Four years before Nigeria gained independence from Britain, oil was discovered and the potential for prosperity was clear. Thus, after independence, the economy appeared very promising.
Many saw the country, with a chunk of Africa’s population, as an emerging economy. But despite the enormous oil reserves, this potential has not materialized and the country is still more or less stagnant.
The hope at independence has suddenly given way to despair as the freedom ages. The much talked about dividends that come with the attainment of political freedom is a sad commentary and a paradox to the present reality. Nigerians are poor, collective victims of rampant corruption and insecurity.
Consequently, the country is described variously as a “developing nation,” “Third World country” and “Africa’s sleeping giant.” Such clichés stem from the absolute lack of socioeconomic and political development in the oil-rich nation.
Regardless of the state of things, Nigeria is still one of the most developed economies on the continent and the country plays an important economic role in the world, especially as a producer of crude oil. But can the western African nation fulfill its potential and become the biggest African success story?
Most importantly, the indices of development begin with the development of human beings. It is the humans that will, in turn, develop other facets of the society such as the economy, natural, mineral and all other resources available in the country.
In Nigeria’s case, the enormous potential that lies in its nearly 200 million people is the country’s biggest bet in becoming a major global economy, not the currently most prized economic resource – crude oil.
Economists hold that the development and utilization of human capital are important in a nation’s economic growth. It is an important factor in the conversion of all resources to the use and benefit of mankind.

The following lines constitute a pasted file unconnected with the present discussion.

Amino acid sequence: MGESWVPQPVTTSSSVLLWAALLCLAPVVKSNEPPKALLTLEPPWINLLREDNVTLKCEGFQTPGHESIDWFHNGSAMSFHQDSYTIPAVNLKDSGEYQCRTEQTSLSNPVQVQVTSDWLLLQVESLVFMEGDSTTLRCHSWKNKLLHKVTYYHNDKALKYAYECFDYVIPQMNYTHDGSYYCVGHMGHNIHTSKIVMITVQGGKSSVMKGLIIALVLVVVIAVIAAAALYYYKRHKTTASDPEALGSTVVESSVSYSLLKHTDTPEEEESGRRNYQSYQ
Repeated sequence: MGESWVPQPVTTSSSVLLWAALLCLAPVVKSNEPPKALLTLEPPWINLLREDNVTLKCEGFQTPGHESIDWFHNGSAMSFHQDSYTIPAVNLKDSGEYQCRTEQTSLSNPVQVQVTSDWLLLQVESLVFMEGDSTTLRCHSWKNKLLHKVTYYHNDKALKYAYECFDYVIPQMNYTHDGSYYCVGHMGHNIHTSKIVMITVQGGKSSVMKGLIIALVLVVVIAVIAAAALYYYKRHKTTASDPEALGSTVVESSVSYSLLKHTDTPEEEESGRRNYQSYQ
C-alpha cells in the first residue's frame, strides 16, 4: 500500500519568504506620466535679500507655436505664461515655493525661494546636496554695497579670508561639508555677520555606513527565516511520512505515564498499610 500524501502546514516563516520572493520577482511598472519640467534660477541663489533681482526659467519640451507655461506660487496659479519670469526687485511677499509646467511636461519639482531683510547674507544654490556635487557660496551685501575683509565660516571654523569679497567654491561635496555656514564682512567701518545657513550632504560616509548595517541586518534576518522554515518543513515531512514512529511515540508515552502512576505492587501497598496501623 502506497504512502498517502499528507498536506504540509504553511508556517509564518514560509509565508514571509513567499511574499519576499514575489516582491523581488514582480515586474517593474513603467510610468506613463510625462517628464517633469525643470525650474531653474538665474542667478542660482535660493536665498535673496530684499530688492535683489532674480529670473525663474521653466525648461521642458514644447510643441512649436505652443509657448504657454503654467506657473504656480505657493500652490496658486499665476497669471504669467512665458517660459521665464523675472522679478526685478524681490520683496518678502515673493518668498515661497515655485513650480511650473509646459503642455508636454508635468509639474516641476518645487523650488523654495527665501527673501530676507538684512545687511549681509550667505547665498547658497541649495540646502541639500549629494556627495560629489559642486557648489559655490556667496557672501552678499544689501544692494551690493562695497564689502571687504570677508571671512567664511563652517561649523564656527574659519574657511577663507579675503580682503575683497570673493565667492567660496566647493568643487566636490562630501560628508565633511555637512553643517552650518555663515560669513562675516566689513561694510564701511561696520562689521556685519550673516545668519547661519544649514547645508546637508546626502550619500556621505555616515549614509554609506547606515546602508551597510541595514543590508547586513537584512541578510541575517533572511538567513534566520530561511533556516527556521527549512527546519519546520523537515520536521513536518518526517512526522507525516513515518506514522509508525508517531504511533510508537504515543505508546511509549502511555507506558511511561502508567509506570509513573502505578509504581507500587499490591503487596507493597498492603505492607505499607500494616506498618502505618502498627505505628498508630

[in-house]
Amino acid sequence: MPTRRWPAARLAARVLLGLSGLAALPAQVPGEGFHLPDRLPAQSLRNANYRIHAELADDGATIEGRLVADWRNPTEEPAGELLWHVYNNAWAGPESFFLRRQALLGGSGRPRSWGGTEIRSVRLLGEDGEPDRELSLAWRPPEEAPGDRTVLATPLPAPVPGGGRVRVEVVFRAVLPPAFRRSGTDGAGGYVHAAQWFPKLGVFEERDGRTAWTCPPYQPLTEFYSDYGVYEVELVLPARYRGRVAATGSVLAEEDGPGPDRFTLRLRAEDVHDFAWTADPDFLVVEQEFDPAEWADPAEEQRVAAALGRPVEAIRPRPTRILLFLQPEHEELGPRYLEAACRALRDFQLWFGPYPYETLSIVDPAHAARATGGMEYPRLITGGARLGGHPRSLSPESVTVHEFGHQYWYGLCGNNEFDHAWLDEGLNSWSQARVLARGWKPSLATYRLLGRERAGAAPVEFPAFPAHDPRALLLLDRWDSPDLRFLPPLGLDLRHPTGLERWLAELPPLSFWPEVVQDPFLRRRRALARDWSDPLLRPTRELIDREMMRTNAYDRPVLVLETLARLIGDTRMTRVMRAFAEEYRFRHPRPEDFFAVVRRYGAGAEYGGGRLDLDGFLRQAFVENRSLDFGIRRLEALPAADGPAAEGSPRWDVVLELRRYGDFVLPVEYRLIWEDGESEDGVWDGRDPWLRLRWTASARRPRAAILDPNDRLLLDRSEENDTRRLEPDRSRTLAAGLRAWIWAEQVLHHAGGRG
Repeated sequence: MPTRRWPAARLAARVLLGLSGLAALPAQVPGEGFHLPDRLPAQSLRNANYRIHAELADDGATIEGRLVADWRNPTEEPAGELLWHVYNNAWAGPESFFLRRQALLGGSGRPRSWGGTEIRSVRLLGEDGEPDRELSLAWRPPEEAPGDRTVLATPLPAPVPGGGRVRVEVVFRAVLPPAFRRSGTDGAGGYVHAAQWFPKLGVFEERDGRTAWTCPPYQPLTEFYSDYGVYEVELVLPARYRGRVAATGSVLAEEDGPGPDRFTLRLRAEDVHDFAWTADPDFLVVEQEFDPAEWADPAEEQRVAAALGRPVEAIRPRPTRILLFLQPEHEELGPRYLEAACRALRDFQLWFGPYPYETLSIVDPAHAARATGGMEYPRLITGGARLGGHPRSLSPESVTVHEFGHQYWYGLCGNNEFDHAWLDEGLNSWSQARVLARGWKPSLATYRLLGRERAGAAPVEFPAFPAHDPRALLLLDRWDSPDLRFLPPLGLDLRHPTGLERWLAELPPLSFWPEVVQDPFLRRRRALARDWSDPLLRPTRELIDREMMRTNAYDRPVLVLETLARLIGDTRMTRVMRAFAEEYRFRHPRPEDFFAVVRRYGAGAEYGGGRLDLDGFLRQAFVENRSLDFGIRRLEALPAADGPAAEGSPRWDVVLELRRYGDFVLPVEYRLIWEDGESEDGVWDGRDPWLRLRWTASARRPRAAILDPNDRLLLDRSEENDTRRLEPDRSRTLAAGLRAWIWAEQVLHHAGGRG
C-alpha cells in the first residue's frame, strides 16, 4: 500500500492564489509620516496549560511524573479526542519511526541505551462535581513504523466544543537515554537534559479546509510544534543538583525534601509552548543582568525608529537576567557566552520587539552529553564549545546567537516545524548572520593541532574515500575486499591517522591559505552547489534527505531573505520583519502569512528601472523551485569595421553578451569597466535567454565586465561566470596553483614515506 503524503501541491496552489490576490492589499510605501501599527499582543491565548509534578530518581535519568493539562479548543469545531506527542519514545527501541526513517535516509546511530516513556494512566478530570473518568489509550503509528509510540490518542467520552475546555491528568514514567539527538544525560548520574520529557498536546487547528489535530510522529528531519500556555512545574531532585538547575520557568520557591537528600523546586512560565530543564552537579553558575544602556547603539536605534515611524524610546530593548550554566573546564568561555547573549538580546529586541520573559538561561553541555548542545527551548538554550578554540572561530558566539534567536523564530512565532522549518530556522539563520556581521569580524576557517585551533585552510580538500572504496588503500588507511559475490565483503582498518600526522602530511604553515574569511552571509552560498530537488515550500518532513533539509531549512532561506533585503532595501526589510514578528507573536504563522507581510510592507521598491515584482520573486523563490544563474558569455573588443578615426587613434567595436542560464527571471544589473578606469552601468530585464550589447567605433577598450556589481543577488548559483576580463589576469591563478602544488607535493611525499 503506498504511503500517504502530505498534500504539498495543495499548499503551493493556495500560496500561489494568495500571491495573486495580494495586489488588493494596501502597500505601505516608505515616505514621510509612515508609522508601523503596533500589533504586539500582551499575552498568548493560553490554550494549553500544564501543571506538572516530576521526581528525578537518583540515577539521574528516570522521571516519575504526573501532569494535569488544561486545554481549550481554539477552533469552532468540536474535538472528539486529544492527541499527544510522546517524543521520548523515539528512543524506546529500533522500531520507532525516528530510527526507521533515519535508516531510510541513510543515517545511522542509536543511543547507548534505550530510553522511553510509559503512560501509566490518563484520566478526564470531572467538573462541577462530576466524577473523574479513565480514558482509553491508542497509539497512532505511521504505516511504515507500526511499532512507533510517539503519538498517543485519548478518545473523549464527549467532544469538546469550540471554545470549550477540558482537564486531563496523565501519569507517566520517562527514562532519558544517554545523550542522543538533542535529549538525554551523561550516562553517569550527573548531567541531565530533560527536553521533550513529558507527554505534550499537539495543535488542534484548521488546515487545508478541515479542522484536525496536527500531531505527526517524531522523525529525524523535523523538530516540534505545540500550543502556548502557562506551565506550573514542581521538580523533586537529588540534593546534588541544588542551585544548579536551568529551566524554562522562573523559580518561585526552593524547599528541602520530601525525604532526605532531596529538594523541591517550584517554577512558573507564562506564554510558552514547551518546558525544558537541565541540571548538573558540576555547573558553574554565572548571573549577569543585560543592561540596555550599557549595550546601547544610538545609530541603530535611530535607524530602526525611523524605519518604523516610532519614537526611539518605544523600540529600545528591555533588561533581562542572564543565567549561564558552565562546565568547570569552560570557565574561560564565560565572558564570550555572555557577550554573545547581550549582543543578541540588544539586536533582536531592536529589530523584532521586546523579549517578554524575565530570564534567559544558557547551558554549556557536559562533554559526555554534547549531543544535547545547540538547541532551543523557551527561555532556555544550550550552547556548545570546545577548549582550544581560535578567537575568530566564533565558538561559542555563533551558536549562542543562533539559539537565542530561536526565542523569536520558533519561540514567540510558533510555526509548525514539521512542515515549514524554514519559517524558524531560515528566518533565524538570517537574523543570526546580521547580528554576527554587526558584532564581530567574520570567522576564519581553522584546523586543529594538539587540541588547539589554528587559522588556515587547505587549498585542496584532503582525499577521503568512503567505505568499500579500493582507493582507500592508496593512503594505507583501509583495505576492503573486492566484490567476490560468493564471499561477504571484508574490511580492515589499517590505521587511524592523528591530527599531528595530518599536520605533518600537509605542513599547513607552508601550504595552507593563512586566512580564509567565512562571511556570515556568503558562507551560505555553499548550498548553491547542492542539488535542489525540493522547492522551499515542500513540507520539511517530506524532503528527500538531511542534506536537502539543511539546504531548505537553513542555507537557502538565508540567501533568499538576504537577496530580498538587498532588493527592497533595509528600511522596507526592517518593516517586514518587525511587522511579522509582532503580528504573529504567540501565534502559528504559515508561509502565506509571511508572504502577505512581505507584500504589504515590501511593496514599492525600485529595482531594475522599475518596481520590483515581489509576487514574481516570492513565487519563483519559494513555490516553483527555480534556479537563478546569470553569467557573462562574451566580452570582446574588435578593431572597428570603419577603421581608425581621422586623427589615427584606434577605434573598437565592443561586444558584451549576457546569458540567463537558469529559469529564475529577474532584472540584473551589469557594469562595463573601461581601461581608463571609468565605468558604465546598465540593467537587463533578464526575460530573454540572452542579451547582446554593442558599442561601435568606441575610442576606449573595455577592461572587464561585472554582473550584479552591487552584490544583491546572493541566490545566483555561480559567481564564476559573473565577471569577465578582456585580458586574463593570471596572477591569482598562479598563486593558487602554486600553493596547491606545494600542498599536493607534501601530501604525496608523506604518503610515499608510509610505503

As a matter of fact, there is a positive correlation between human capital development and economic growth. For instance, China’s economic success is largely attributed to reforms that created favorable incentives and unleashed productive forces among the people, a favorable demographic structure and adequate labor supply.
In thirty years of reform, China’s economy has achieved a nearly double-digit growth on average and increased the GDP per capita from $190 in 1978 to $5,432 in 2011. Also within that period, the Asian giant improved the level of its human capital sharply and entered the group of middle-income countries, and in 2010, surpassed Japan as the world’s second-largest economy.
Moreover, a recent research paper shows that a one-percentage-point increase in the proportion of residents with a college degree is associated with about a two percent increase in the GDP per capita of a U.S. metropolitan area.
But Nigeria’s young and dynamic population is not advancing at the pace it should be. From a lack of access to education and healthcare to poverty and hunger, the problems are seemingly insurmountable. The UNDP Human Development Index, which measures human development progress, ranked Nigeria 157 out of 189 countries and territories in 2017.
Nigeria also ranked 152 out of 157 countries on the World Bank 2018 Human Capital Index, sharing the bottom of the list with countries like Chad, South Sudan, Niger, Mali, and Liberia.
Two key meters for measuring the development of human capital are education and health. While the education and health sectors are underfunded by the government at all levels, the little funding earmarked for both sectors by government and non-state actors is often mismanaged, leading to dearth of human capital.
Reasons for the nations’ backwardness and little or no human development are complex with the most significant being years of neglect from the powers that be. Successive governments have long invested in economic growth by focusing on physical capital — infrastructure. But they have often under-invested in the people, in part because the benefits have been much slower and harder to measure.
However, the emergence of a new crop of young, thoughtful and upright leaders – who are committed to creating value and improving their communities – is what gives the country hope in fully unlocking the potential of millions of Nigerians. And today, the world recognizes that some of the future technology leaders are located in Lagos and Abuja.
Moving forward, Nigeria must prioritize human capital development for its economic growth and development. By investing in its people, in young leaders, the country can catalyze an entire, era-defining generation.
“To anchor the economy over (the) long term, investments in infrastructure and competitiveness must go hand in hand with investments in people,” Co-founder and Technology Adviser at Microsoft, Bill Gates, said while advising Nigeria on developing its human capital. “Roads, ports, and factories without skilled workers to build and manage them can’t sustain an economy.”
With the country’s political freedom nearing almost six decades, Nigerians can only hope that the political will exists to make the most of the country’s enormous potential, especially the people.